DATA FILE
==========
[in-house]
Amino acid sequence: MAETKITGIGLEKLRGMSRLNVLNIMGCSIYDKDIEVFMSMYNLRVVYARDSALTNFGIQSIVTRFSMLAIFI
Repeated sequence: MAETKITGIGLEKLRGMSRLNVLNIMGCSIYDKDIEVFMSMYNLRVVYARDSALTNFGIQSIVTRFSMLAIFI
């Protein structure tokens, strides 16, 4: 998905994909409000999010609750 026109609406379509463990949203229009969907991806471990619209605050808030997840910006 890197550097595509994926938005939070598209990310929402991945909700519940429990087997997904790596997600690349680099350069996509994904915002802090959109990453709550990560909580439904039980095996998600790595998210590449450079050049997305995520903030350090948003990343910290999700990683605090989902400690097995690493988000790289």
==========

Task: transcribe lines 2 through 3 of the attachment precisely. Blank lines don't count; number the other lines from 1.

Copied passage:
Amino acid sequence: MAETKITGIGLEKLRGMSRLNVLNIMGCSIYDKDIEVFMSMYNLRVVYARDSALTNFGIQSIVTRFSMLAIFI
Repeated sequence: MAETKITGIGLEKLRGMSRLNVLNIMGCSIYDKDIEVFMSMYNLRVVYARDSALTNFGIQSIVTRFSMLAIFI